I have listened to the testimony of women who had fatal foetal abnormalities, to the stories of women and their partners who had to go to England for an abortion, and to our own Ard Fheis discussing this issue for almost 30 years.

I have many women in my life. Colette, our granddaughters. Their mother. My sisters, sisters-in-law, nieces, grand nieces, many women friends and comrades.

Any of them – though I hope it never happens –might find themselves in a crisis pregnancy. The only way to help women who are seeking a termination because they are pregnant as a result of rape, or who have received a diagnosis of fatal foetal abnormality, is to vote YES on Friday.

I also have this abiding notion that if men could get pregnant this would not be an issue.

When I learned about symphysiotomy – when I learned about the Magdalene’s – when I heard about the horror of the Mother-and-Baby-Homes, about the Tuam babies, and how women were shamefully and disgracefully treated, then I have become more and more convinced that this is an issue of equality and an issue of rights. Whatever decision a woman takes that it is for her to take and the doctor and medical staff must be protected.

This is an issue for everyone. It is unthinkable that if the No vote wins that women could be saddled with the status quo for the next 30 years or so.

And what is the status quo? It is legal for a woman to go and have an abortion elsewhere but it’s not legal to have one in the 26 counties. So we have opted out. We export this issue. An English solution for an Irish problem. It means if you have the money, or can find the money, to travel to what is a strange place, generally on your own, then you can have an abortion. That’s not right. If a woman has the right to travel to terminate a crisis pregnancy, she should have the same right in her own place.

I know friends who have carried full term in the knowledge that the child would not live and that’s their right. And I know others who have had terminations because they couldn’t face the trauma. I think in both cases we have to respect the decision of those affected.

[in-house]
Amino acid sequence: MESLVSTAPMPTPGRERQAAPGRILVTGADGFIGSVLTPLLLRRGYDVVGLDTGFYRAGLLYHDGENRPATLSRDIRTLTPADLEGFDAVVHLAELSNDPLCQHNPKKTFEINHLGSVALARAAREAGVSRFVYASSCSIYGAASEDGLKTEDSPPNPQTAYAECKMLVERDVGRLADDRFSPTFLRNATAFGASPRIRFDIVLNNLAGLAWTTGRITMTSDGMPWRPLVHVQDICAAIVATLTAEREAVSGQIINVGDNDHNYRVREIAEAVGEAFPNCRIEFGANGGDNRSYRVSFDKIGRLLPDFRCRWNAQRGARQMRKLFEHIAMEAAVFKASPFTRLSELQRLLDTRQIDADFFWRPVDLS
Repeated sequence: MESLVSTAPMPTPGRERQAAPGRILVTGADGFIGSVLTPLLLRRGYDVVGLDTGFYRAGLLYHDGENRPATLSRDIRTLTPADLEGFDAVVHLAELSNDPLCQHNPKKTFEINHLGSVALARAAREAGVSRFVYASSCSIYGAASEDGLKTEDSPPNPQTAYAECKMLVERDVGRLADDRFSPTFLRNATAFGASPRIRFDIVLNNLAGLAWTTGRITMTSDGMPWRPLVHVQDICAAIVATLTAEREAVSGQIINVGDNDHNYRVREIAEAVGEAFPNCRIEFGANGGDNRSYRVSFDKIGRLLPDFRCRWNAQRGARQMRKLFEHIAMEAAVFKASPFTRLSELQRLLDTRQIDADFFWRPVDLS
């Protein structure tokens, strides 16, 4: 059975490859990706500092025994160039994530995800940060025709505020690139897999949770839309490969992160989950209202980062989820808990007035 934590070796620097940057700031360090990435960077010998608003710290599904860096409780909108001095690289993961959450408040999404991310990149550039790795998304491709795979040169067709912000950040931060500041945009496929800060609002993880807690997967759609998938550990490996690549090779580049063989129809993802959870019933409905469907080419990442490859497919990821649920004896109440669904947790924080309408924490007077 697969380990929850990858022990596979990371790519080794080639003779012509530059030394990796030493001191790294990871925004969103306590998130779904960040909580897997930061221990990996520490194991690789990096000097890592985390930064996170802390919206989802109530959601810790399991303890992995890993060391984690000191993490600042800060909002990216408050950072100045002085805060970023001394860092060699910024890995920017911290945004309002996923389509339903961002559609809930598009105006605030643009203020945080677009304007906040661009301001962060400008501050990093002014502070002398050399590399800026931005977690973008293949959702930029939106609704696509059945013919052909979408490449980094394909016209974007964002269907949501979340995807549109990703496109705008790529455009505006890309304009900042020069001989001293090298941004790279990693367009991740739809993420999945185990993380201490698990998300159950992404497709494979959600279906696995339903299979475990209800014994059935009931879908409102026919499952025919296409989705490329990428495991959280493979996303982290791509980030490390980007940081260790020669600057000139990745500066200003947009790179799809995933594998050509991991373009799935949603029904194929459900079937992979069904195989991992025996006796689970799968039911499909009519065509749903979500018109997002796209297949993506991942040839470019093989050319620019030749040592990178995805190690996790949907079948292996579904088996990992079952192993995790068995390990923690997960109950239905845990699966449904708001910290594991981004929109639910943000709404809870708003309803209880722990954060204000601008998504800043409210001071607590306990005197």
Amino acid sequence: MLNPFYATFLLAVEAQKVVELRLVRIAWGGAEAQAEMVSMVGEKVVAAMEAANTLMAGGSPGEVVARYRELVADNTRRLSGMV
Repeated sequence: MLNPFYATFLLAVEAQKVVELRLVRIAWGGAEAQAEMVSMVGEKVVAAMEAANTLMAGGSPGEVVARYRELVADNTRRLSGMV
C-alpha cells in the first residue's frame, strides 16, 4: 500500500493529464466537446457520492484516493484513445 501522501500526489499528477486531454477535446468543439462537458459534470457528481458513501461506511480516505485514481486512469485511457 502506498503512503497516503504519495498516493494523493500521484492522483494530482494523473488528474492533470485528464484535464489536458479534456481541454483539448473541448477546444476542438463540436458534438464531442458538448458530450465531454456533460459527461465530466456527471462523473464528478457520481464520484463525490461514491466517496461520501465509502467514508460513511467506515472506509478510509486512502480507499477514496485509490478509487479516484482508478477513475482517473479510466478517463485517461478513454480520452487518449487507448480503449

It’s also ridiculous and dangerous and illegal for a woman to take pills bought on the internet with no medical supervision. She is risking her health and a fourteen-year prison sentence. Society is forcing her into a very lonely, desperate place. This is not acceptable. I recently heard an interview given by a woman who was in a crisis pregnancy. She lived in a one-bedroom flat with her mother, and didn’t want her mother to know she was pregnant. She took a pill on her way home on the bus and became very ill. No one should be put in that position.

So, today, on Friday May 25th I am appealing for people to vote YES. I am especially asking men to trust women and to go out and vote YES for their wives, their partners, their sisters, their daughters, their nieces, their granddaughters, their friends.

Flood Seeks Public Assistance Identifying Graffiti Vandals

Sinn Féin Councillor Kenneth Flood has asked for the public’s assistance in identifying graffiti vandals that have targeted Drogheda in the last week.

Cllr Flood who has been very vocal on this subject said “I am on record stating I am frustrated and annoyed to find that Louth County Council not only has ceased to focus on graffiti removal but had also no intention on chasing up on their notices issued to businesses which instructed them to clear graffiti in areas for which they were they were responsible.”

Cllr Flood has sought a report on the Council’s work done on graffiti removal at this month’s Municipal meeting but “my exasperation with this lack of focus increased when there was no report on tackling  graffiti produced despite the request having been made a month before. I have contacted the Chief Executive to state on the record that this lack of focus cannot be allowed to continue.”

Following Cllr. Kenneth Flood’s motion at the July 2016 Municipal District of Drogheda meeting calling on Louth County Council to tackle the graffiti problem in Drogheda, LCC embarked on a clean-up of council owned properties in the town.  At the same time a comprehensive survey was carried out by LCC’s Community Warden of all areas vandalised with graffiti.

Cllr Flood said “it was a positive step to getting Drogheda cleaned up and free from unsightly graffiti once and for all. We were finally getting to grips with it and we can get there again but there has to be a willingness from the officials to tackle this issue.”